Penguindrum: Box 2 Review
Things get very weird in the second half of Penguindrum. If you've already seen the first half of Kunihiko Ikuhara's latest series, that won't come as any surprise, but when I say weird...
...You know the way you sometimes you get your anime set discs out of order, put the wrong disc in the player and watch a few episodes before realising you've missed something? Well, you often get that feeling when you're watching Penguindrum. Sometimes though you check the disc and find that it's not you it's just the series and the best thing to do is just stick with it on the off-chance that everything will eventually become clear. As unlikely as that might seem based on the first half-of the series, that's definitely the case with Penguindrum.
Weird however doesn't even begin to describe the latest anime series from the director of Sailor Moon and Revolutionary Girl Utena. The first half of Penguindrum introduced us to the Takakura family where the terminally-ill Himari has been brought back to life by an alien princess in exchange for her brothers Shoma and Kanba agreeing to acquire the mysterious Penguindrum. To assist them, each of them have been assigned small squat invisible and mischievous penguins who seem to not so much help as cause havoc. There's another subplot that relates to Ringo Oginome, a young girl who is stalking a teacher Mr Tabuki, directed by a magic diary that she believes determines her fate. She's not the only one interested in the diary. So too is Mr Tabuki's beautiful but sinister fiancée Yuri, and one of Kanba's ex-girlfriend who is running around shooting people with truth-pellets. Then there's the mystery of the disappearance of the parents of the Takakura children, who appear to be terrorists sought after by the authorities...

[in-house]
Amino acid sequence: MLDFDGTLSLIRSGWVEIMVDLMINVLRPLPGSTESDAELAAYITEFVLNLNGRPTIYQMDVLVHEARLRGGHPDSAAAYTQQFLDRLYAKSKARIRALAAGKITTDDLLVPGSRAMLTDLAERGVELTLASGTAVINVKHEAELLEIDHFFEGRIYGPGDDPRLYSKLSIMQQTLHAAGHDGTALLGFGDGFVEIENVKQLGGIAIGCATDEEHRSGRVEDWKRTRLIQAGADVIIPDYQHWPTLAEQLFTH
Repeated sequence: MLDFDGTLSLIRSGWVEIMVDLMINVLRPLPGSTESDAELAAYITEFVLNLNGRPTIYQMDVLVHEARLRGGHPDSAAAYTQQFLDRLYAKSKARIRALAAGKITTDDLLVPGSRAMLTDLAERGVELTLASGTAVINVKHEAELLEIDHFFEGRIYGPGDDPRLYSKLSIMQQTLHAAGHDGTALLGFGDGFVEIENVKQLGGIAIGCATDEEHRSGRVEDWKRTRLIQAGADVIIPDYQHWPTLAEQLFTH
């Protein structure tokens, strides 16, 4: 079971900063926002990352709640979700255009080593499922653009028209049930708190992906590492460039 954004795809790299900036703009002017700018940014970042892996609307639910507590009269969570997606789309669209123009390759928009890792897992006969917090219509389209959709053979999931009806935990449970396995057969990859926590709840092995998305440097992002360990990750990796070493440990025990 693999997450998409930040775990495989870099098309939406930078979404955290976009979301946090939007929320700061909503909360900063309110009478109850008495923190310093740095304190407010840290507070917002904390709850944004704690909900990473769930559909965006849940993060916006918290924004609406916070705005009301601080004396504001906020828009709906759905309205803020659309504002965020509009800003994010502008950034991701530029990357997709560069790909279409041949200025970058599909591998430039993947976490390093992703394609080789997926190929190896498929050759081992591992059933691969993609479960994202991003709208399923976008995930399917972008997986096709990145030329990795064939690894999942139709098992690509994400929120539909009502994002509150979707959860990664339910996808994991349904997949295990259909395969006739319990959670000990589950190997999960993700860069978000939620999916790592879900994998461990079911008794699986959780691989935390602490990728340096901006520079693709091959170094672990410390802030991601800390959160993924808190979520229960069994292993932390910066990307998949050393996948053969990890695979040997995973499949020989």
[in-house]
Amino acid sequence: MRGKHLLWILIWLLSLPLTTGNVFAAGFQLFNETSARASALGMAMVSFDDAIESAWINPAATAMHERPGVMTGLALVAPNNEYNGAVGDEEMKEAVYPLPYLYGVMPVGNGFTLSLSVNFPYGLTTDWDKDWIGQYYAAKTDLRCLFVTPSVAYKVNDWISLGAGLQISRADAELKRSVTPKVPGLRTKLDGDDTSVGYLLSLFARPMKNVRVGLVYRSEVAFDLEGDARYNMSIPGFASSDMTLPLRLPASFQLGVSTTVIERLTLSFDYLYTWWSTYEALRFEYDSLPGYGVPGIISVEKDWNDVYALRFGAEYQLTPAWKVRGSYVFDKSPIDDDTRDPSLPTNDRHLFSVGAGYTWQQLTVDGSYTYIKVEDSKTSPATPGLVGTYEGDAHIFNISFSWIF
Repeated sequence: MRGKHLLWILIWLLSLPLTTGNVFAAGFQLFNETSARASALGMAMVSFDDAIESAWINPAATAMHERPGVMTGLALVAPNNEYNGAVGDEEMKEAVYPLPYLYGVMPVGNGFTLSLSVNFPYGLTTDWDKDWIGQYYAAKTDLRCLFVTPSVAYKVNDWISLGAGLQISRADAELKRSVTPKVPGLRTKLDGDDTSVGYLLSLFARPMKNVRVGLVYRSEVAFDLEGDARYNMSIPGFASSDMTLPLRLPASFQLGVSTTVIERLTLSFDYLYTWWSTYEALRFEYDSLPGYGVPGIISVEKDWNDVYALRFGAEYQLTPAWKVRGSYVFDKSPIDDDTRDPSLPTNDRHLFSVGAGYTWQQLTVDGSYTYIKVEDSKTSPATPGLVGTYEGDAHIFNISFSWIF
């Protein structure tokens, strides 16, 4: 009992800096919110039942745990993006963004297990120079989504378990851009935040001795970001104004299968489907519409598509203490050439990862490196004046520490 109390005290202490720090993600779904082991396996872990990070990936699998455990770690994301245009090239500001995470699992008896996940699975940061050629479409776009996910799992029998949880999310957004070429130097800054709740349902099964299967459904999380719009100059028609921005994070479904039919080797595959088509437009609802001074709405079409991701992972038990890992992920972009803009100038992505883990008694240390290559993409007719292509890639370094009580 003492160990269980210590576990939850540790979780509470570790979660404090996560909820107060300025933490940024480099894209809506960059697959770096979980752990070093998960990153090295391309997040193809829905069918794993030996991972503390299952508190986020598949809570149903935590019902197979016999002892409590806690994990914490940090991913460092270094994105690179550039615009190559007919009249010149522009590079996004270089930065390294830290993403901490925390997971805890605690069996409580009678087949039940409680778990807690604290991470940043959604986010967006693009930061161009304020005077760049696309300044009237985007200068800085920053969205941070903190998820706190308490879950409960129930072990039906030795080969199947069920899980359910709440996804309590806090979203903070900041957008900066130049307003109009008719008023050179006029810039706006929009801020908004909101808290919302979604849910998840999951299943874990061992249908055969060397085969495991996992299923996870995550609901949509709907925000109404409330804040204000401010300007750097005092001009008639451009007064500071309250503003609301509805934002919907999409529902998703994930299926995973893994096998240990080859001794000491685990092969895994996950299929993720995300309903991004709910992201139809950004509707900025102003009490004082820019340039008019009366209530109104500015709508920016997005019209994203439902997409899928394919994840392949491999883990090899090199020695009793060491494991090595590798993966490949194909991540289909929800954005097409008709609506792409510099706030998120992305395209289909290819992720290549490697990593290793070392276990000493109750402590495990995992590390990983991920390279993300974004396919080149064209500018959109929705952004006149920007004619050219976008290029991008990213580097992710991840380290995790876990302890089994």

You would think that the series couldn't possibly tie up all the bizarre goings-on in the first half of the series (the above is only a small sample), but not only does try to make sense of what lies behind all this strange behaviour, it throws a few more complications into the mix and then connects them all together into something that approaches a rational explanation. Yes, even the "Survival tactic!" outbursts have meaning. How? Well, even if you do feel slightly lost on occasion, there are several consistent themes woven throughout the series, relating to questions of Fate and Destiny and the extent to which it plays a part in our lives. Is there some kind of trade-off between good things that happen and the bad things? Who is to blame then when bad things happen and how do we deal with the fact that there are some things in life you can never get back?
As strange as things get in Penguindrum, these touchstones are constantly referred back to. Not necessarily in a linear or naturalistic fashion - flashbacks occur every three minutes or so that often complicate rather than illuminate - but they are key to understanding what is going on. There is nothing conventional or predictable about the way that the series examines these questions. It's like it deals with real issues, emotions and situations, but filters them through a layer of surrealism that is sometimes quirky, sometimes annoying, but never without some deeper significance or meaning. Ok, almost never. There are some elements that it might not be possible to work out, but that's the multi-levelled nature of the subjects we're dealing with here. There are no easy answers, but Penguindrum embraces this enhanced reality, making it entertaining and terrifying in equal measure as it goes to some very dark places indeed.